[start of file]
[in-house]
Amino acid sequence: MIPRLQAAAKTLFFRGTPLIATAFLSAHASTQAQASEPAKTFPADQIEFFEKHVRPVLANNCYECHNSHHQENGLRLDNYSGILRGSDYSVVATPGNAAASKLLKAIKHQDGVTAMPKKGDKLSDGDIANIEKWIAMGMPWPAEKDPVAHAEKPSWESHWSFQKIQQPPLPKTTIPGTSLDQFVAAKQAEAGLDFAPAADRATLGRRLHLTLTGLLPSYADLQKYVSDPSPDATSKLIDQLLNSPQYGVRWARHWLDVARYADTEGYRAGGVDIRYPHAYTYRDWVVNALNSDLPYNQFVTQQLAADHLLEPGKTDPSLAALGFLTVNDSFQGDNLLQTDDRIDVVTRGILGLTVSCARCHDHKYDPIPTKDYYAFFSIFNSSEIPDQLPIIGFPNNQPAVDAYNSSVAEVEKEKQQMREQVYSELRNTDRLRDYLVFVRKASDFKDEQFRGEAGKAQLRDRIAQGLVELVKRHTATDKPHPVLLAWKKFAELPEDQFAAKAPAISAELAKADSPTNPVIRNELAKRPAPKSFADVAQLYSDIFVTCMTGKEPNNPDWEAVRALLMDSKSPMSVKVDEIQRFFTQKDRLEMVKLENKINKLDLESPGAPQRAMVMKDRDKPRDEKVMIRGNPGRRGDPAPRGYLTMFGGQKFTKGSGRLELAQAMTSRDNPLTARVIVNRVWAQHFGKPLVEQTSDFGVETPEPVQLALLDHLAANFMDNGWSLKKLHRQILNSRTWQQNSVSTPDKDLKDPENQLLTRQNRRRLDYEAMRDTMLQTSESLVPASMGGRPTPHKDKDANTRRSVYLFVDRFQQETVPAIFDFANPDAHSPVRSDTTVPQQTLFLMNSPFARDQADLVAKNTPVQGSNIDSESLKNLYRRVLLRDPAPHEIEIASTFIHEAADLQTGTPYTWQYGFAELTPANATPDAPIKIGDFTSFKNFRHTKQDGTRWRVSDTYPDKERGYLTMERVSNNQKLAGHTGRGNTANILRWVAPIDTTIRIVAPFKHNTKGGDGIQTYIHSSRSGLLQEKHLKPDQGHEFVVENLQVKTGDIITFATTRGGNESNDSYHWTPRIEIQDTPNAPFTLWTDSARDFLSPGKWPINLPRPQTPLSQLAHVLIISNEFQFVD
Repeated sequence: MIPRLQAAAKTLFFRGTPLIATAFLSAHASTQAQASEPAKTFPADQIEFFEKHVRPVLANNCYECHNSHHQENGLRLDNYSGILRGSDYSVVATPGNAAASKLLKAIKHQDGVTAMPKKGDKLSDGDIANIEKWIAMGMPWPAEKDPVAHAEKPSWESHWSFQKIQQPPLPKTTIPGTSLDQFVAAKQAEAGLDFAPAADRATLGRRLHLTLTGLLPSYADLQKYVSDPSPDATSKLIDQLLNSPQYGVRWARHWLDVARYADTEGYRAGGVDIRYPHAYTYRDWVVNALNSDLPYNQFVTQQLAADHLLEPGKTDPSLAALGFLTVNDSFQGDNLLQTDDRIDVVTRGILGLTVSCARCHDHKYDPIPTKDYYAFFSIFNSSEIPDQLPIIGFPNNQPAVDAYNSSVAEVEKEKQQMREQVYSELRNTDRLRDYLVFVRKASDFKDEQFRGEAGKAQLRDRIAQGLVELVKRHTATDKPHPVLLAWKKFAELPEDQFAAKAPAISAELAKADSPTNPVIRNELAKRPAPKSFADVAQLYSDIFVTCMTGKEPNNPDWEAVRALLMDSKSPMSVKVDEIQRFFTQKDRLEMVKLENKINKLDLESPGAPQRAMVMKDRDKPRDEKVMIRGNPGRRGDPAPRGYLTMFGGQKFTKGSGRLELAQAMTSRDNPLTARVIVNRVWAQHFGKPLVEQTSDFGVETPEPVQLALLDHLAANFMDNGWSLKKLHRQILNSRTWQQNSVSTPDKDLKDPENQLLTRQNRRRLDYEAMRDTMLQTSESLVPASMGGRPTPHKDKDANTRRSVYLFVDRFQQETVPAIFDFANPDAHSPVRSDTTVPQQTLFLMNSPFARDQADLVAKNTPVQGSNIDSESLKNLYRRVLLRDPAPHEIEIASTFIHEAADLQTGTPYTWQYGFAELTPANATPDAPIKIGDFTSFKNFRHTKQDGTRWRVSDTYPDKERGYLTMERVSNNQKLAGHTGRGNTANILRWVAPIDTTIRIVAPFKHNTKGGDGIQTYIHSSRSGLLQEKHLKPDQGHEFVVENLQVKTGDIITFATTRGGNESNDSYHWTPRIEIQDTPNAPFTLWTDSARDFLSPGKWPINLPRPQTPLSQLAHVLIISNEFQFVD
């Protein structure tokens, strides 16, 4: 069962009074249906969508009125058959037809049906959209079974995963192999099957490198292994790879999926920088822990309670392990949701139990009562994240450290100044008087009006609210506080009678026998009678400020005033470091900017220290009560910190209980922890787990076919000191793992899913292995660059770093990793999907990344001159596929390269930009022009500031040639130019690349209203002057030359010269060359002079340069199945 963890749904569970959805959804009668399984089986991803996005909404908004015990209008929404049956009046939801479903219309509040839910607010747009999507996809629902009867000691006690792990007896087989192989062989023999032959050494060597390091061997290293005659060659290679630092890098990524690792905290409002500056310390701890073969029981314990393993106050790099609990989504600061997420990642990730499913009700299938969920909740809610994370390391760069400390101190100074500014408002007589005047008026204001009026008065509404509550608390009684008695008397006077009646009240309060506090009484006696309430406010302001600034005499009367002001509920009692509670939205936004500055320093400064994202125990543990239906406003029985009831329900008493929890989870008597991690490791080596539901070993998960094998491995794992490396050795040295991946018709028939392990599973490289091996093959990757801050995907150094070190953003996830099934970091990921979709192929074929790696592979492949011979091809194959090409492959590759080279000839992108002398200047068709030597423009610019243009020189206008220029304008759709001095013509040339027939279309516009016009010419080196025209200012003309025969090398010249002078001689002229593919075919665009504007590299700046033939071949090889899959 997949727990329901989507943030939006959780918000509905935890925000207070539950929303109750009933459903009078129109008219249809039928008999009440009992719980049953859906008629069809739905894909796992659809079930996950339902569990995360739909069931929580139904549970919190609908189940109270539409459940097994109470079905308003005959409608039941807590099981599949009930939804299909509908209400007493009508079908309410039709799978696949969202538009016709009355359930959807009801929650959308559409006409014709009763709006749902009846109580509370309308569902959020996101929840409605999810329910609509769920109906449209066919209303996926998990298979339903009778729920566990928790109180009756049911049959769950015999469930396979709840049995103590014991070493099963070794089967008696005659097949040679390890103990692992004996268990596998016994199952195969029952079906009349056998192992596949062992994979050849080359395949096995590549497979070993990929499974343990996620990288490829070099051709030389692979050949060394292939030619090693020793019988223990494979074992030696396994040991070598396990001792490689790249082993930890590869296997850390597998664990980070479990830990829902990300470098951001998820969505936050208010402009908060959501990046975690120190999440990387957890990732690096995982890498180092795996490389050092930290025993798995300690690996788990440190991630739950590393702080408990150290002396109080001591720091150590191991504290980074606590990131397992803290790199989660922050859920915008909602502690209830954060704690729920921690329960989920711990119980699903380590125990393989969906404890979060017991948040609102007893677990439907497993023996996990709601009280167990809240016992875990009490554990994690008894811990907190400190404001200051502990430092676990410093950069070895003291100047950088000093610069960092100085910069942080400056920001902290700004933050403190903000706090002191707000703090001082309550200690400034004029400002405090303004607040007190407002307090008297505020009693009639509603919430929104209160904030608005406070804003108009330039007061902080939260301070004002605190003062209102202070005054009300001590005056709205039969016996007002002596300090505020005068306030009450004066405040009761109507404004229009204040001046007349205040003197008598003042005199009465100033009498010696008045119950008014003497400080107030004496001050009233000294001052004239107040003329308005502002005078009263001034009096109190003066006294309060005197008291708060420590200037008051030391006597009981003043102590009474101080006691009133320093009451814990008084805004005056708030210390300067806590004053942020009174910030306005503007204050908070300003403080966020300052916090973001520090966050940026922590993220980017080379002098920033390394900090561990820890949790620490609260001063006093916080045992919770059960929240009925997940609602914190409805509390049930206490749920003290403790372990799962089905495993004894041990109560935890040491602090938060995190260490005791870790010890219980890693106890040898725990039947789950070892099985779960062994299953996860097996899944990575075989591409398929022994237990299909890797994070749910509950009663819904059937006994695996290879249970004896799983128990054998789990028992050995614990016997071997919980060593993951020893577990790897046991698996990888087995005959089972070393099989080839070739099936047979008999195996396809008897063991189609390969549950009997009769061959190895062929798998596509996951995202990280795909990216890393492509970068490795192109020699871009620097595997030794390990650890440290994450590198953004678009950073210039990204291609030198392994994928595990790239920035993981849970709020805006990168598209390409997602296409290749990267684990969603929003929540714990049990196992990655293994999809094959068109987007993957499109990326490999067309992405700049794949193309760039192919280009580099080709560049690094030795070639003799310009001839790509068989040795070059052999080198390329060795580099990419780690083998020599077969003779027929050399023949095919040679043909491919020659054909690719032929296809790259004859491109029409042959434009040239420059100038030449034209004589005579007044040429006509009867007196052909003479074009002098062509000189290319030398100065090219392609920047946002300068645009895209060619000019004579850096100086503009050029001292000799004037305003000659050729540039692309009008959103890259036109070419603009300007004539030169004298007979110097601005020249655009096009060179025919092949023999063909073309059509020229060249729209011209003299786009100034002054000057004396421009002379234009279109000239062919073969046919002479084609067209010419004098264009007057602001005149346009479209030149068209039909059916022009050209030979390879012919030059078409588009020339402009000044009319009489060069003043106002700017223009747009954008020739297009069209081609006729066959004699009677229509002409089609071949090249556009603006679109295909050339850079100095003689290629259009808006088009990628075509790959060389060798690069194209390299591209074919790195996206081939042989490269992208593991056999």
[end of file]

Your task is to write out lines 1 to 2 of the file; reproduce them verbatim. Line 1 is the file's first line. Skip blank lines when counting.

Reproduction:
[in-house]
Amino acid sequence: MIPRLQAAAKTLFFRGTPLIATAFLSAHASTQAQASEPAKTFPADQIEFFEKHVRPVLANNCYECHNSHHQENGLRLDNYSGILRGSDYSVVATPGNAAASKLLKAIKHQDGVTAMPKKGDKLSDGDIANIEKWIAMGMPWPAEKDPVAHAEKPSWESHWSFQKIQQPPLPKTTIPGTSLDQFVAAKQAEAGLDFAPAADRATLGRRLHLTLTGLLPSYADLQKYVSDPSPDATSKLIDQLLNSPQYGVRWARHWLDVARYADTEGYRAGGVDIRYPHAYTYRDWVVNALNSDLPYNQFVTQQLAADHLLEPGKTDPSLAALGFLTVNDSFQGDNLLQTDDRIDVVTRGILGLTVSCARCHDHKYDPIPTKDYYAFFSIFNSSEIPDQLPIIGFPNNQPAVDAYNSSVAEVEKEKQQMREQVYSELRNTDRLRDYLVFVRKASDFKDEQFRGEAGKAQLRDRIAQGLVELVKRHTATDKPHPVLLAWKKFAELPEDQFAAKAPAISAELAKADSPTNPVIRNELAKRPAPKSFADVAQLYSDIFVTCMTGKEPNNPDWEAVRALLMDSKSPMSVKVDEIQRFFTQKDRLEMVKLENKINKLDLESPGAPQRAMVMKDRDKPRDEKVMIRGNPGRRGDPAPRGYLTMFGGQKFTKGSGRLELAQAMTSRDNPLTARVIVNRVWAQHFGKPLVEQTSDFGVETPEPVQLALLDHLAANFMDNGWSLKKLHRQILNSRTWQQNSVSTPDKDLKDPENQLLTRQNRRRLDYEAMRDTMLQTSESLVPASMGGRPTPHKDKDANTRRSVYLFVDRFQQETVPAIFDFANPDAHSPVRSDTTVPQQTLFLMNSPFARDQADLVAKNTPVQGSNIDSESLKNLYRRVLLRDPAPHEIEIASTFIHEAADLQTGTPYTWQYGFAELTPANATPDAPIKIGDFTSFKNFRHTKQDGTRWRVSDTYPDKERGYLTMERVSNNQKLAGHTGRGNTANILRWVAPIDTTIRIVAPFKHNTKGGDGIQTYIHSSRSGLLQEKHLKPDQGHEFVVENLQVKTGDIITFATTRGGNESNDSYHWTPRIEIQDTPNAPFTLWTDSARDFLSPGKWPINLPRPQTPLSQLAHVLIISNEFQFVD